How Labour increased its vote share in the Isle of Wight against the odds

Pubs, marches, local media and Facebook were used but canvassing wasn't.

Julian Critchley is the chair of the Isle of Wight Labour Party. He was its candidate in 2017 and campaign manager in 2019. With his permission, we are re-posting an article from his personal blog.

This article sets out the experience of the campaign from the perspective of one of the tiny handful of constituencies where Labour increased its vote. People already in shock about that actually happening probably need to sit down before learning that it was the Isle of Wight!

We didn’t win, of course. That’s for next time! But we did increase our vote and our vote share when Labour was losing votes and vote share pretty much everywhere else. We squeezed the votes of the LibDems and Greens in an election where the LibDems and Greens were not only increasing their votes nationally, but were being recommended as the tactical option locally by every one of those tediously irritating tactical voting sites.

So the result may not have shaken even David Cameron’s garden shed to its foundations, and nobody’s going to write a book about how the Isle of Wight Labour Party marched triumphantly from second place to, er, a slightly better second place. But this was an accomplishment which very seriously bucked the national trend nevertheless.

I don’t think the Labour Party, as it currently tears at its own entrails in grief, should leave any stones unturned in seeing how it might go about the next election better. And just off the south coast of North Island, the Isle of Wight is a particularly large and lovely stone to examine.

Firstly, I’ll set out what we felt were the main factors for our relatively successful campaign. I don’t think anyone will find these things particularly original or shocking. It’s just the basics of good campaigning.

Secondly, a little sting in the tail, because I’ll make some comparisons with campaigns in our top defensive and target seats, and those comparisons aren’t great. The party’s factional war has moved to a new battleground over whether the loss was the fault of the Right for forcing a change in Brexit policy, or the Left for installing Corbyn.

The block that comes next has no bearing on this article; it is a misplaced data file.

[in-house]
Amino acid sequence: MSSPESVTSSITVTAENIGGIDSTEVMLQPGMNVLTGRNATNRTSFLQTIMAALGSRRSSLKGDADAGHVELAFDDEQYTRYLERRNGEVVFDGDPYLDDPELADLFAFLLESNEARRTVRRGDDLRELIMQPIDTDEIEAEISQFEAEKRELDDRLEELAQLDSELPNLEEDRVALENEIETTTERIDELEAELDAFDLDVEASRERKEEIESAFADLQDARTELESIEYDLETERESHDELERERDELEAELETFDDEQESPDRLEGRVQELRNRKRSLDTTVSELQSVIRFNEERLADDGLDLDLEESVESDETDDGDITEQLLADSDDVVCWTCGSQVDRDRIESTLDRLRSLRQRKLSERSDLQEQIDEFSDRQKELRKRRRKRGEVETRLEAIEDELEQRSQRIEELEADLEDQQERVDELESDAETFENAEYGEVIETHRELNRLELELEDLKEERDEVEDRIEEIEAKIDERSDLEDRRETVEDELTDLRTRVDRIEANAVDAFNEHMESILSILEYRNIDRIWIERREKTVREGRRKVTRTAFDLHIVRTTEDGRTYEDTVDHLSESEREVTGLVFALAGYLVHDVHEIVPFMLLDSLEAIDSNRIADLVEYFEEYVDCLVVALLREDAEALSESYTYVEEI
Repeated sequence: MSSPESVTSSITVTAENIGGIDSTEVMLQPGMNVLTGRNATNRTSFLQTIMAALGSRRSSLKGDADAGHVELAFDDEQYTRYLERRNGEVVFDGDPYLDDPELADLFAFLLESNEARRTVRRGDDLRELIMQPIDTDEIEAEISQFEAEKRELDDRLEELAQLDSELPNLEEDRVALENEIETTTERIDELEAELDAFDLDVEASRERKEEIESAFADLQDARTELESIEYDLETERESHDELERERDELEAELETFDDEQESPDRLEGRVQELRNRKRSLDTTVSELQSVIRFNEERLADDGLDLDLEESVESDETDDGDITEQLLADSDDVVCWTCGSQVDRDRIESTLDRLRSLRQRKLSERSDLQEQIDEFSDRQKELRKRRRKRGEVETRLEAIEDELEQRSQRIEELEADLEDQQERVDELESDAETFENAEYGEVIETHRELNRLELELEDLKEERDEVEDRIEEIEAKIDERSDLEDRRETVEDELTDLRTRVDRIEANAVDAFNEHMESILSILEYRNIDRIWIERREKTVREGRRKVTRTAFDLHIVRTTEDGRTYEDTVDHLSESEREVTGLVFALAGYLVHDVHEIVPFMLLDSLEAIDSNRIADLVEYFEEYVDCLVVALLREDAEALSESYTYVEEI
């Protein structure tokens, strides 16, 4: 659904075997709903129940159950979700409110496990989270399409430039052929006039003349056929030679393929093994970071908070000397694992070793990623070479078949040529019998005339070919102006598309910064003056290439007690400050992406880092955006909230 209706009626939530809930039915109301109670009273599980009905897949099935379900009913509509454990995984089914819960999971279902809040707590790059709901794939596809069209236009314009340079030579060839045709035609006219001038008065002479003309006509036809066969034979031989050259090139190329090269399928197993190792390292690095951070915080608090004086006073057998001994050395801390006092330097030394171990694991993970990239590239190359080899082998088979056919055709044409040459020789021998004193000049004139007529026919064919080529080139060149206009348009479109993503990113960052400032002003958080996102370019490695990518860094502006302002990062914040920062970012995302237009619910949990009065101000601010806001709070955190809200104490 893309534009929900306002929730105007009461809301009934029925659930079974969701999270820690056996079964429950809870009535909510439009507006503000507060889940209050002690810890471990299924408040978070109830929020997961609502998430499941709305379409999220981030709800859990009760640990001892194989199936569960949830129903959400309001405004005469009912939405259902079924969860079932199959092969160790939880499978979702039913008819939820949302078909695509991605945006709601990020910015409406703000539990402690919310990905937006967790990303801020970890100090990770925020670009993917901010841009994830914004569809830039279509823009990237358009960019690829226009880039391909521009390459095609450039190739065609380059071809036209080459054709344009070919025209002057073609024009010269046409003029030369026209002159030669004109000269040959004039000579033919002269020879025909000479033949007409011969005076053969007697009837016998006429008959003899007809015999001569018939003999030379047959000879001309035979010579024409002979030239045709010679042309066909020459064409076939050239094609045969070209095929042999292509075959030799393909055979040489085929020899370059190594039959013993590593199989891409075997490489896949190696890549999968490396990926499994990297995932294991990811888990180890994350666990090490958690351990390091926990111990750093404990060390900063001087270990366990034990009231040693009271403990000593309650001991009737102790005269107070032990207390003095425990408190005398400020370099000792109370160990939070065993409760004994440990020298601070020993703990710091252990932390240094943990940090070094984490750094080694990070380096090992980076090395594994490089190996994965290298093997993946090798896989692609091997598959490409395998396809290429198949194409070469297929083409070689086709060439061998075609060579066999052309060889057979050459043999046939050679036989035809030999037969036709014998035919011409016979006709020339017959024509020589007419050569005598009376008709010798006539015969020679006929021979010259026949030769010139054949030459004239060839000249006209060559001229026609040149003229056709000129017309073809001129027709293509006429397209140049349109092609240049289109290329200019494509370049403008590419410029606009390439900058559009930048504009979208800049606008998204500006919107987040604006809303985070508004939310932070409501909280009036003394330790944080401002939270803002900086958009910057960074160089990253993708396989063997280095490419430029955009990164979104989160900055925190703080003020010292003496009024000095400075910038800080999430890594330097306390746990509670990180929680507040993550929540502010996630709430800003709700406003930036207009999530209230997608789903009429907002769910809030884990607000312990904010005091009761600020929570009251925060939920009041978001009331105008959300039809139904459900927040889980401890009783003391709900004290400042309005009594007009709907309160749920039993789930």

Yet there’s a “forgotten front” which is being neglected, which is that in some places, our campaigning appears to have been just not good enough. For those who want to skip to this bit and ignore the local campaigning bit, scroll on down to the sub-heading, you brutes.

Context – The Isle of Wight

The Isle of Wight is the largest constituency in the country. It also happens to be considerably whiter, older and Brexitier (62% Leave) than most places.

We have no higher education institution, so few students. We’re short on public sector professionals and urban liberals, and any minority group you care to mention is more of a minority here than in most of the country.

We’ve also never had a Labour MP, or a Labour council. At present, we have no Labour councillors at all. In short, according to the various pollsters and their cunning “tribes” of voters, we’re the least promising territory for Labour you can imagine.

Yet in 2017, we doubled our vote, moving from fourth (yes, fourth) place behind Tories, UKIP and the Greens, to second place. This despite a ferocious tactical voting campaign by the Greens in which they outspent us by 100%, and which was supported by some of our own people on and off the island.

In the 2019 election, we raised our vote further, again in the face of unanimous recommendations from tactical voting sites for the Greens, in whose favour the LibDems had stood down their candidate. And of course we did so in the context of a national electoral disaster which saw Labour’s vote drop 8%, and rather more in constituencies with similar demographics to ours.

By demographics, we probably have to correct a misconception here. The Isle of Wight is not a wealthy place. It certainly has wealthy people, particularly older retirees. But as you can see from this chart, we’re actually quite similar to plenty of traditionally Labour seats. We are, in short, exactly the sort of place where the Labour vote dropped by a large amount on December 12th. Yet we increased our vote and our vote share.

We used a competent person to do our election graphics

As I wrote in my first blog in this series, the overall increase was relatively small. Brexit buggered us, as thousands of our 2017 Labour Leave voters left us. So that small increase masked our attracting a rather larger number of replacement voters.

I know that we’re all scheduled to be in the meeting marked “bitter factional warfare” for the next four months, but perhaps we shouldn’t lose sight of the fact that not everything that happened in every constituency was beyond the ability of the local team to influence at least a little.

Now, to misquote Montell Jordan, this is how we did it.

Start the campaign early

 We started our campaign for the 2019 election in June 2017. It was clear then that this was not a government which could last a full term, and many were predicting another election in months, not years. So while we certainly didn’t keep going at full campaign pace, we never fully took our foot off the gas.

Throughout the period we aimed to release one press notice every week, preferably about local issues, to get us coverage in the local media. When there are no local stories, there’s always a local angle you can try to national stories.